The cloud—on-demand access to a network of a shared pool of configurable computing resources—heralds unprecedented challenges for archivists as well as for records and information managers. Data, records, and archives are increasingly entrusted to Internet providers who offer on-demand online storage at a low cost, protecting materials with a level of security that no single organization can afford and maintaining them in formats compatible with any user’s system. However, the cloud environment is neither transparent nor regulated. Those who create, manage, appraise, control, and preserve these stored materials encounter problems related to ownership, provenance, and jurisdiction, among others, as they remain responsible for such materials without control and are accountable without knowledge.
This special issue explores the challenges presented by keeping data, records, and archives in the cloud, reports on research into possible solutions, examines existing and proposed policies, procedures, regulations, and legislation, and describes cases of adoption of cloud models, law, contractual agreements, and technological infrastructure. Several of the articles contained in this issue discuss the preliminary findings of research conducted in the context of the InterPARES Trust (ITrust) project (http://www.interparestrust.org). ITrust is a five-year (2013–18) multi-national, interdisciplinary research project exploring issues concerning digital data, records, and archives entrusted to the Internet. Its goal is to generate theoretical and methodological frameworks capable of supporting the development of local, national, and international policies, procedures, regulations, standards, and legislation and to ensure public trust grounded on the evidence of good governance, a strong digital economy, and a persistent digital memory. ITrust builds on the findings of the International Research into the Preservation of Authentic Records in Electronic Systems, a project carried out in three phases from 1998 through 2012 (http://www.interpares.org).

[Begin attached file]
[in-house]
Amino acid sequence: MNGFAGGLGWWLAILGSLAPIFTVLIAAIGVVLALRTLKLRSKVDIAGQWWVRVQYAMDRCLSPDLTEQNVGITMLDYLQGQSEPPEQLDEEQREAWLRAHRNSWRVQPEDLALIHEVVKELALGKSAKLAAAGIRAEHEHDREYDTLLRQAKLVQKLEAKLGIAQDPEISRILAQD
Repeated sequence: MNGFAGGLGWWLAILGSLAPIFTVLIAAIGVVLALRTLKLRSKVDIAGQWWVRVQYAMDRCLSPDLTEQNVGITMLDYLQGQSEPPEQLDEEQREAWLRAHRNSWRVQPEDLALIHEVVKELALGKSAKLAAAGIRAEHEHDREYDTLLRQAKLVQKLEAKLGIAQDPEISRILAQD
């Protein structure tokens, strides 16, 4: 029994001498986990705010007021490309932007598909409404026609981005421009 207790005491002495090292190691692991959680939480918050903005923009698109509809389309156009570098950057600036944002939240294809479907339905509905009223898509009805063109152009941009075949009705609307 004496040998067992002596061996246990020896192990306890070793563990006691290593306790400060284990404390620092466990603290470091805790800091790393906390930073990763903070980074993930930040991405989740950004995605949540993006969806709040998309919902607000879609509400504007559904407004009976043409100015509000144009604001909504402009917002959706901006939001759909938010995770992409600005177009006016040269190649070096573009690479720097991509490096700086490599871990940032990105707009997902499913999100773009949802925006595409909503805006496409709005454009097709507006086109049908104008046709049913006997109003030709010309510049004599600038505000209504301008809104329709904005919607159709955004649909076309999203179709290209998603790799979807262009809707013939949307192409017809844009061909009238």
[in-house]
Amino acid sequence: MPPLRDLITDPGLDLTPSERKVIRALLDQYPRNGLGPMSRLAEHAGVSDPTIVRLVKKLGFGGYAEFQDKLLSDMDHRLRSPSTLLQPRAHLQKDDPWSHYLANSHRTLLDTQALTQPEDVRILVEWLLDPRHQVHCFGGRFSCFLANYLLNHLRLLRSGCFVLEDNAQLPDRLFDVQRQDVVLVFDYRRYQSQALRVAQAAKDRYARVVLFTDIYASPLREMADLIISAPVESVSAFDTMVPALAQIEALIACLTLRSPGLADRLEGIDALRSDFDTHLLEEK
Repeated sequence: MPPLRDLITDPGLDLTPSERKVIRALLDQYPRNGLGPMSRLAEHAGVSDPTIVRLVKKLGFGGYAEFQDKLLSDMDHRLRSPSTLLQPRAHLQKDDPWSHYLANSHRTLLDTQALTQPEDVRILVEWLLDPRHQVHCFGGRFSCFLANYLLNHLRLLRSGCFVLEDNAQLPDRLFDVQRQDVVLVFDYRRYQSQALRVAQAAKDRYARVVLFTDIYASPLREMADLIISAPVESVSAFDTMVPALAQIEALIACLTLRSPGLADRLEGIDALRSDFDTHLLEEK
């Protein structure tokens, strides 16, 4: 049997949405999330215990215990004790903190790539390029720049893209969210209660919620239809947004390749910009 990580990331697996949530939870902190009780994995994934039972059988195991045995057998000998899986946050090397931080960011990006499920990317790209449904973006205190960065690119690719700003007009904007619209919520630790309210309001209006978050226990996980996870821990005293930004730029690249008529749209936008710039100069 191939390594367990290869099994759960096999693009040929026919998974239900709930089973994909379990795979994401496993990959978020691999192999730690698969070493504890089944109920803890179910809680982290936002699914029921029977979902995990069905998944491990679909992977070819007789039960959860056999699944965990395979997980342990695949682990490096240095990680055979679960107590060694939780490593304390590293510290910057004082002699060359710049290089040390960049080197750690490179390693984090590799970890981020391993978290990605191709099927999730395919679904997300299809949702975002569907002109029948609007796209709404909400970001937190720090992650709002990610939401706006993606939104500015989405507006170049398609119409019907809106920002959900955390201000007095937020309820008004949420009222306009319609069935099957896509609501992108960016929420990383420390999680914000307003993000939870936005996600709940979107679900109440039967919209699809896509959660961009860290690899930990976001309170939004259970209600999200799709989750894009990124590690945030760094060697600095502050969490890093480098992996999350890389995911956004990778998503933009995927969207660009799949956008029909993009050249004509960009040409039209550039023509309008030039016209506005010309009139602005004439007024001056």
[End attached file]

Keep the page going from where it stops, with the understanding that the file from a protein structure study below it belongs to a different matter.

This special issue begins with an analysis of the ideas, beliefs, and practices associated with the concepts of authenticity and trust. Corinne Rogers, the project coordinator for ITrust, discusses the concept of authenticity as it applies to digital records and reports on the findings of research on the way in which records professionals ensure and verify authenticity in practice. While Rogers describes the findings of a quantitative study, Erik Borglund, an archival scholar from Mid-Sweden University and a researcher for the ITrust control domain of the European team, presents the findings of a qualitative study conducted in Sweden on archivists’ trust in the cloud. These two articles set the stage for the following four articles, which focus on specific issues raised by the adoption of a [End Page 91] cloud environment for data, records, and archives storage and access, and describe research conducted in the context of ITrust and its preliminary results.
In the first of these four articles, Marie Demoulin, a scholar of both civil and common law from the University of Montreal, Jessica Bushey, a doctoral candidate in archival science at the University of British Columbia, and Robert McLelland, a professional archivist for the Delta Museum and Archives Society—all of them researchers for the ITrust legal domain of the North American team—discuss cloud service agreements and boiler-plate contracts in light of records and archival requirements, specifically authenticity and trust. In the second article, Valerie Léveillé, an archival graduate research assistant, and Katherine Timms, an information standards specialist with Library and Archives Canada, both researchers for the ITrust access domain of the North American team, analyse business processes, workflows, and documentation of open government in the Canadian jurisdiction in the context of exploring the possibility of a universal framework. In the third article, Pat Franks, a records management scholar from San José State University and a researcher for the ITrust control domain of the North American team, analyses the results of a survey conducted to identify cloud retention and disposition challenges and the way to mitigate them. In the fourth article, two Croatian scholars from the University of Zagreb, Hrvoje Stancic and Arian Rajh, and an information technology architect from the Croatian Financial Agency—all of them researchers for the security domain of the ITrust European team—discuss the long-term preservation of digitally signed records in a...